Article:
The Admiral Way bridge is easily found right-of-center in this recent Google-Earth detail. The green Alki Playfield is upper right. It is "topped" by the lighter green of the tennis courts at the corner southwest corner of 59th Ave. SW and . Alki Primary School is directly below the play field. Schmitz Park, of course, is lower-right.
The Admiral Way bridge is easily found right-of-center in this recent Google-Earth detail. The green Alki Playfield is upper right. It is “topped” by the lighter green of the tennis courts at the corner southwest corner of 59th Ave. SW and . Alki Primary School is directly below the play field. Schmitz Park, of course, is lower-right. [Click to Enlarge]
A comparison of the 1929 and 1935 aerials, left and right, show the work in progress on the new bridge of Admiral Way over the Schmitz Park Boulevard in the 1936 detail on the right. The dark roof of the bath house appears in the upper-left corner of the 1936 half of t his diptych, which is printed along below. [Courtesy Ron Edge and the Seattle Municipal Archive.]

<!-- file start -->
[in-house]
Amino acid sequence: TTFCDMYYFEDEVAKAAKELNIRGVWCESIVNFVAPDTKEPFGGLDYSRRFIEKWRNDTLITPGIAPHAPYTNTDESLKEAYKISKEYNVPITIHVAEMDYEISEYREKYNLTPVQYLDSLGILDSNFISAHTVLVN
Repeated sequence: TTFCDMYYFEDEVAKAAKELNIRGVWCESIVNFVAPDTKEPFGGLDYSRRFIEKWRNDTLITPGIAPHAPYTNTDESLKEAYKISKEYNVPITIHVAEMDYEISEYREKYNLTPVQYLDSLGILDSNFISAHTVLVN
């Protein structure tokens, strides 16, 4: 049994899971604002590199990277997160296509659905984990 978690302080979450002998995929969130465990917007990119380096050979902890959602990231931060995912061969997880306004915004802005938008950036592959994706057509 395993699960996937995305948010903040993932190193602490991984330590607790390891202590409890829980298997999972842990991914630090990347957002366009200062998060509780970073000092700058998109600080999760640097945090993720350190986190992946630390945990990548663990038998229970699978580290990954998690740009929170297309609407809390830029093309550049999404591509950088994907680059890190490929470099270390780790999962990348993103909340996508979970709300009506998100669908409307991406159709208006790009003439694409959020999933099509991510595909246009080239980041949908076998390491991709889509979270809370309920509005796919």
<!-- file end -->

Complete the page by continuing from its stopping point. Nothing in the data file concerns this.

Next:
CLICK AND CLICK TO ENLARGE! !  A comparison of the 1929 and 1936 aerials, left and right, show the work in progress on the new bridge on Admiral Way over the Schmitz Park Boulevard in the 1936 detail on the right. The dark roof of the bath house appears in the upper-left corner of the 1936 half of this diptych, which is printed alone below. [Courtesy Ron Edge and the Seattle Municipal Archive.]